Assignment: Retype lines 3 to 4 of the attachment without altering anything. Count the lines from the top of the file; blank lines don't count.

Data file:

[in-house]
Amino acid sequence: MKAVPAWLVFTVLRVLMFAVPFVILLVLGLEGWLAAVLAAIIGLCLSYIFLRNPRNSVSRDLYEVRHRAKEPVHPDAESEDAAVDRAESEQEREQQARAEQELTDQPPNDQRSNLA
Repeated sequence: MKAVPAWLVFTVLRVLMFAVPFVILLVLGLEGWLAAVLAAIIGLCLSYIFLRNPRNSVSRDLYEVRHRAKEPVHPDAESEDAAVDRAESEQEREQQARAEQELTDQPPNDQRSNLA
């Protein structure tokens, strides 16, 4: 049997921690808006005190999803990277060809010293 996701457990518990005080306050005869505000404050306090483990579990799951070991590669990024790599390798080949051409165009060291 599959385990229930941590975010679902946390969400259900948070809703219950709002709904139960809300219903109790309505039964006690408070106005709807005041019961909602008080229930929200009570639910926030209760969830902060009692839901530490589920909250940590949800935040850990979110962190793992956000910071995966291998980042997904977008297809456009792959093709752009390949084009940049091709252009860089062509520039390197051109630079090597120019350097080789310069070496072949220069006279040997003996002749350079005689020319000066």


Repeated sequence: MKAVPAWLVFTVLRVLMFAVPFVILLVLGLEGWLAAVLAAIIGLCLSYIFLRNPRNSVSRDLYEVRHRAKEPVHPDAESEDAAVDRAESEQEREQQARAEQELTDQPPNDQRSNLA
């Protein structure tokens, strides 16, 4: 049997921690808006005190999803990277060809010293 996701457990518990005080306050005869505000404050306090483990579990799951070991590669990024790599390798080949051409165009060291 599959385990229930941590975010679902946390969400259900948070809703219950709002709904139960809300219903109790309505039964006690408070106005709807005041019961909602008080229930929200009570639910926030209760969830902060009692839901530490589920909250940590949800935040850990979110962190793992956000910071995966291998980042997904977008297809456009792959093709752009390949084009940049091709252009860089062509520039390197051109630079090597120019350097080789310069070496072949220069006279040997003996002749350079005689020319000066």